The Greatest Lesson in Life from the Commencement Address Never Given

Leave a comment


I remember starting my first job as a systems engineer on an aerospace project. My new boss gave me an unusual assignment on my start day. He wanted me to tell him what “E = mC(squared)” and “You can’t push on a rope” meant.

As part of figuring out the answer he said to first ask anyone you want in the department for advice or insight. Of course, I thought he just wanted me to meet everyone on my own since I already knew the answer to both questions.

It turned out I was wrong on all parts.

Here’s what I told him when we met for lunch in the cafeteria on the third day of my first job.

“E = mC(squared)” While I got the scientific principle right the bigger purpose was to understand how this relates to the real world of product design given competing constraints on functionality, time, cost and manufacturability. The lesson: It doesn’t matter how smart you are if you lose sight of the big picture.

“You can’t push on a rope.” I thought this one had to do with strength of materials, some kind of force diagram and one of Newton’s laws. But it turned out to be about human nature. The lesson: The most important part is that you can’t push the people involved to do what you want them to do despite overwhelming analysis or engineering evidence. You have to understand their needs first.

I learned later that Zig Zigler said it more eloquently, “You can get everything in life you want if you will just help enough other people get what they want.”

That’s a principle everyone needs to apply to get ahead regardless of their age or their job.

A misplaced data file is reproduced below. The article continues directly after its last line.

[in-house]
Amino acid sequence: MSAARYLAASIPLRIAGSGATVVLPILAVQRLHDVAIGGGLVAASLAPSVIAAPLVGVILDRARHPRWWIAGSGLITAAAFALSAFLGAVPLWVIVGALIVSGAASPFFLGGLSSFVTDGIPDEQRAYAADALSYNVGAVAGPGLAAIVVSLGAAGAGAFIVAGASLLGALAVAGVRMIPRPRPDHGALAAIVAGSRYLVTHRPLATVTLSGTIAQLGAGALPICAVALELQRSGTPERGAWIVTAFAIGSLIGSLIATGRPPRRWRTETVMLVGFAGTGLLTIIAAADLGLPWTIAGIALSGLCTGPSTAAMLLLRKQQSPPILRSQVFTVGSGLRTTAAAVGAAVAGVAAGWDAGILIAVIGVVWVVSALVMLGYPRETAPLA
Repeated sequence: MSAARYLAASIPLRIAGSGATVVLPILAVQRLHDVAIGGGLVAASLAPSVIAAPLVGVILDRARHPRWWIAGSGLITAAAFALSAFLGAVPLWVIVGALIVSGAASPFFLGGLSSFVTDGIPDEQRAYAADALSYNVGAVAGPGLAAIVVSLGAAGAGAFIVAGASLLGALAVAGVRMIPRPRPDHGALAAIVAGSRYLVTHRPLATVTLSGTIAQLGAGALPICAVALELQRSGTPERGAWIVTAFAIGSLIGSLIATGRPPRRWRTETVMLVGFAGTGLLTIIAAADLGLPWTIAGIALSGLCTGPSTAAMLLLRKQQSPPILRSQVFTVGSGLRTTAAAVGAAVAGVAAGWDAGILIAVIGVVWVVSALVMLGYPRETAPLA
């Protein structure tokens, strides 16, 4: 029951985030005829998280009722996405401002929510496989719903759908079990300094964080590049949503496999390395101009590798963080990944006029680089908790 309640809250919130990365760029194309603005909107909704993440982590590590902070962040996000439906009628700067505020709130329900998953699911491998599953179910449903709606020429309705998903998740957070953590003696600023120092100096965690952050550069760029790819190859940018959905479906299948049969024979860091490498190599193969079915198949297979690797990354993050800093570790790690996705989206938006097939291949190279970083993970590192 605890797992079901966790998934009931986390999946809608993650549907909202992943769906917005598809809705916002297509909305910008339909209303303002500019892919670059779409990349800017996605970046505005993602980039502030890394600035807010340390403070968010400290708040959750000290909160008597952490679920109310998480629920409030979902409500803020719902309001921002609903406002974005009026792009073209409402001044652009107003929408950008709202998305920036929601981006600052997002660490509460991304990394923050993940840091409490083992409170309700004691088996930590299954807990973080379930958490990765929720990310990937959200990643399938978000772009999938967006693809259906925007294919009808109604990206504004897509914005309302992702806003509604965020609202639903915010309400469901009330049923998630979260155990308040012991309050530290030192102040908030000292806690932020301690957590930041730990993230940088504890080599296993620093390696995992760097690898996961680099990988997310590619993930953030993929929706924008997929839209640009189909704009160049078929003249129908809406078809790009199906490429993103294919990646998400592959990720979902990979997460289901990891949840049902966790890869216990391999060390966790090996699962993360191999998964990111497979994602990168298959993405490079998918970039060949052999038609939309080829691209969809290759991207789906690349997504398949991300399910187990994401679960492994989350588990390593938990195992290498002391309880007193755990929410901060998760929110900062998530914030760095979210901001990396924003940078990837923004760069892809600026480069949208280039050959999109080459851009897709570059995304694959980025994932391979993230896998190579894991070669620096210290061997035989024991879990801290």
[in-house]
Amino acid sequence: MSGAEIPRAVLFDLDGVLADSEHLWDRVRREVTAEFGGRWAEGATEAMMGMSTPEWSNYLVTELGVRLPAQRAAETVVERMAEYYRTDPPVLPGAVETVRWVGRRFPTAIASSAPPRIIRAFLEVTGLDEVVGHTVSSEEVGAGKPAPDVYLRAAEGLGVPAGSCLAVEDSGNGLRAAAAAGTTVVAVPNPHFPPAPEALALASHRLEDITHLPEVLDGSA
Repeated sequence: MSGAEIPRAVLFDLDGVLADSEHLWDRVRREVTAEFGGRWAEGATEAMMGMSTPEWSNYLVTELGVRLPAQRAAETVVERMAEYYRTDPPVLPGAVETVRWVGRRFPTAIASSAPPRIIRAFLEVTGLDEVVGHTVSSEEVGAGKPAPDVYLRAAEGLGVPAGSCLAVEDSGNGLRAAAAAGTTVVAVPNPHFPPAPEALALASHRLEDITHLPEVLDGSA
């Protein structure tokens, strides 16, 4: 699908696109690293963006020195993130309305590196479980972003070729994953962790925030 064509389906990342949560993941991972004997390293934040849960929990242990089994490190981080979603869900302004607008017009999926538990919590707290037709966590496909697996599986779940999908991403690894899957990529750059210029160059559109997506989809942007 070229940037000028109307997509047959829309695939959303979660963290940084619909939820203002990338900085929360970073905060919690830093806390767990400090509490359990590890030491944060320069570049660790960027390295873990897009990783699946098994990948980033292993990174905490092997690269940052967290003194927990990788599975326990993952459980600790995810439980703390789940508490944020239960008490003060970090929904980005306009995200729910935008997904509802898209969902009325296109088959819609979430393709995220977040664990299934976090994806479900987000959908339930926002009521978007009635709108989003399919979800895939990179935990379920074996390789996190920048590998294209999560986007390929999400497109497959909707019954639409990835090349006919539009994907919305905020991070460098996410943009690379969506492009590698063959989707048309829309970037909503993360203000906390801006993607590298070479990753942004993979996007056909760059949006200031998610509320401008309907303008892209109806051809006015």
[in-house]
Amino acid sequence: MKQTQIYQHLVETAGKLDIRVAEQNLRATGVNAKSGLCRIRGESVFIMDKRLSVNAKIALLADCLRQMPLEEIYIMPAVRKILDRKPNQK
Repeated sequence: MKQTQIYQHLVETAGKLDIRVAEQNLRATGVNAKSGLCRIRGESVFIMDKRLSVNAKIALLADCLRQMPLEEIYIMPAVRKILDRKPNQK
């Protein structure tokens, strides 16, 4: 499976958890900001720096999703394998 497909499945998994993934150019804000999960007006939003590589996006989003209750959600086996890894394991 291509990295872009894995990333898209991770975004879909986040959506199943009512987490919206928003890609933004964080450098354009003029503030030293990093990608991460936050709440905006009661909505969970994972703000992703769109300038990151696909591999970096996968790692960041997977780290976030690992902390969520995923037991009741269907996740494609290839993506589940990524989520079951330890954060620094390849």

Here are a few other useful life principles I learned early on in my career.

In my first engineering design class the professor showed a picture of a bridge across some river that didn’t meet perfectly in the middle. There was a six-inch offset. The professor started by saying that in this course you’ll learn how to ensure this will never happen to you. Planning ahead was the big lesson. Thinking of the consequences of your actions was the more subtle point. Stephen Covey’s “Begin With the End in Mind” pretty much sums it up. While this stuff is easy to say, it’s hard to do whether you’re building a bridge or figuring out how to just get through the day.

Persistence overrides intellect. In most of my engineering classes the answers to the problems were given. My non-engineering friends thought this was too easy. I thought so too until I was given one very complex problem to figure out. It took me all night and a lot of trial and error to get the right answer.

There were a lot of lessons learned that night. The obvious one: Getting the answer right was secondary. Figuring out how to find the right solution was the purpose of having the answer given. A lot of smart people gave up too soon. That’s when I realized that persistence is far more important than intellect.

Some similar things happened a short time later as an intern and during my first full-time engineering job. I was assigned two very complex technical projects. In each case there was an initial 2-3 weeks of total confusion. It was clear I was going around in circles, over my head and an abject failure. After stumbling about, talking with people and thinking about the problem from a totally different perspective, the fog starting lifting. Soon a solution emerged. In both cases it took a few very uncomfortable weeks to go from nothing to a potential solution. Of course, getting the actual solution took a lot longer but that was the easy part. The lesson learned again: It’s okay to be confused but it you keep at you’ll figure out what to do.

I learned later that Winston Churchill said it much better, “Never ever give up. Never!”

But that wasn’t the big lesson in all this. By not giving up too soon you build confidence in yourself to take on any project as long as you can figure out a solution and create a vision of where you’re going. As a result I then started volunteering for projects and positions over my head and even asking for promotions in different departments. And I got them by selling the vision to others and getting them to see how this would personally benefit them. This got them to be allies not foes and they became proactively involved in ensuring we were all successful.